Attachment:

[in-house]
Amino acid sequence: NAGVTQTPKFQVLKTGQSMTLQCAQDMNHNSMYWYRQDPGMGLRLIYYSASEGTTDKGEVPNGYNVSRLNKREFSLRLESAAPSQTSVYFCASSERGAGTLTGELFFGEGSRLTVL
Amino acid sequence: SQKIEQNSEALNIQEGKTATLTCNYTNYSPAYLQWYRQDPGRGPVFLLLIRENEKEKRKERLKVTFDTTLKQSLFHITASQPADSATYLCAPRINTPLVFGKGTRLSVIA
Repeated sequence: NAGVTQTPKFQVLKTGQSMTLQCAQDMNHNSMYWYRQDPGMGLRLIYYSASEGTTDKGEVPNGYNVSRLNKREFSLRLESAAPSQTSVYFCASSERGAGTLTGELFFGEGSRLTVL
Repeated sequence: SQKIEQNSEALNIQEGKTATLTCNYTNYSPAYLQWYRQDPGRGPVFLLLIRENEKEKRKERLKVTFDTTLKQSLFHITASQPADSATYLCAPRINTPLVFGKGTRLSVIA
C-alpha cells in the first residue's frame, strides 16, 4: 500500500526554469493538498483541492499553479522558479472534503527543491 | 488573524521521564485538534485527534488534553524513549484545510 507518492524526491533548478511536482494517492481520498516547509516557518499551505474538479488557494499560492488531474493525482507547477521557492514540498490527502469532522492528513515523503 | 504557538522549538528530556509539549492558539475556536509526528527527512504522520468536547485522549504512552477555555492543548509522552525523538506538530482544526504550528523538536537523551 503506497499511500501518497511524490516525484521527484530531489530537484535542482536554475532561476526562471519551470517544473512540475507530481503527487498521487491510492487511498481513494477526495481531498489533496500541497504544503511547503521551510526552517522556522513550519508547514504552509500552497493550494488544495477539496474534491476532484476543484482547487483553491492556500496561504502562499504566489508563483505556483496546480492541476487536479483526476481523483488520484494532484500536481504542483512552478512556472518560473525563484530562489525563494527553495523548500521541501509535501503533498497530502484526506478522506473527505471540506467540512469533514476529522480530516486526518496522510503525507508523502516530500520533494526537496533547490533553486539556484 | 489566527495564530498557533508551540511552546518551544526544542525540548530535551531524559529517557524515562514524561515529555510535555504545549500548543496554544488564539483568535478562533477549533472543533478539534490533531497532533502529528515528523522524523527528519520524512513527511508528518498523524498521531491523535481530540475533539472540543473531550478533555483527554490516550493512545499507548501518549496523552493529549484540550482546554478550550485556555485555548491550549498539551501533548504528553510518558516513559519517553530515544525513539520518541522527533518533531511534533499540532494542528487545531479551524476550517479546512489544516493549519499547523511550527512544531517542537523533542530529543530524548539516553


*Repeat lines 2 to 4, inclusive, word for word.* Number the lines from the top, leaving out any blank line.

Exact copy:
Amino acid sequence: NAGVTQTPKFQVLKTGQSMTLQCAQDMNHNSMYWYRQDPGMGLRLIYYSASEGTTDKGEVPNGYNVSRLNKREFSLRLESAAPSQTSVYFCASSERGAGTLTGELFFGEGSRLTVL
Amino acid sequence: SQKIEQNSEALNIQEGKTATLTCNYTNYSPAYLQWYRQDPGRGPVFLLLIRENEKEKRKERLKVTFDTTLKQSLFHITASQPADSATYLCAPRINTPLVFGKGTRLSVIA
Repeated sequence: NAGVTQTPKFQVLKTGQSMTLQCAQDMNHNSMYWYRQDPGMGLRLIYYSASEGTTDKGEVPNGYNVSRLNKREFSLRLESAAPSQTSVYFCASSERGAGTLTGELFFGEGSRLTVL